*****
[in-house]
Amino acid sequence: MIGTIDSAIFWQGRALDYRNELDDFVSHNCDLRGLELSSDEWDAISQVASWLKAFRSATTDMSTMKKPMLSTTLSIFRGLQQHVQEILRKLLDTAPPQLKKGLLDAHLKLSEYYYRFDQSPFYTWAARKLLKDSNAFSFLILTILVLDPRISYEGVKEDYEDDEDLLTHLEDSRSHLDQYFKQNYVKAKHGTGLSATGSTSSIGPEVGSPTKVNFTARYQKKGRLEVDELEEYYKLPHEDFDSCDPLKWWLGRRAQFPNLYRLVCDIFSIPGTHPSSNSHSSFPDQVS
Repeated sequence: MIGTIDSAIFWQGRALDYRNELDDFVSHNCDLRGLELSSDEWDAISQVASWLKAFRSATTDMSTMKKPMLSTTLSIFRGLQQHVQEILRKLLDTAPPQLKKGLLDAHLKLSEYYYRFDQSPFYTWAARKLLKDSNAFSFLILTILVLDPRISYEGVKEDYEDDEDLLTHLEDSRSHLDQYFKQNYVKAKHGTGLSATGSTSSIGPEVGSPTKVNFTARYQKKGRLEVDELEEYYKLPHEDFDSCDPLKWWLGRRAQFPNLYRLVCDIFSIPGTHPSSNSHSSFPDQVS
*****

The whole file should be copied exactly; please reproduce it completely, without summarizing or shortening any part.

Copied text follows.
[in-house]
Amino acid sequence: MIGTIDSAIFWQGRALDYRNELDDFVSHNCDLRGLELSSDEWDAISQVASWLKAFRSATTDMSTMKKPMLSTTLSIFRGLQQHVQEILRKLLDTAPPQLKKGLLDAHLKLSEYYYRFDQSPFYTWAARKLLKDSNAFSFLILTILVLDPRISYEGVKEDYEDDEDLLTHLEDSRSHLDQYFKQNYVKAKHGTGLSATGSTSSIGPEVGSPTKVNFTARYQKKGRLEVDELEEYYKLPHEDFDSCDPLKWWLGRRAQFPNLYRLVCDIFSIPGTHPSSNSHSSFPDQVS
Repeated sequence: MIGTIDSAIFWQGRALDYRNELDDFVSHNCDLRGLELSSDEWDAISQVASWLKAFRSATTDMSTMKKPMLSTTLSIFRGLQQHVQEILRKLLDTAPPQLKKGLLDAHLKLSEYYYRFDQSPFYTWAARKLLKDSNAFSFLILTILVLDPRISYEGVKEDYEDDEDLLTHLEDSRSHLDQYFKQNYVKAKHGTGLSATGSTSSIGPEVGSPTKVNFTARYQKKGRLEVDELEEYYKLPHEDFDSCDPLKWWLGRRAQFPNLYRLVCDIFSIPGTHPSSNSHSSFPDQVS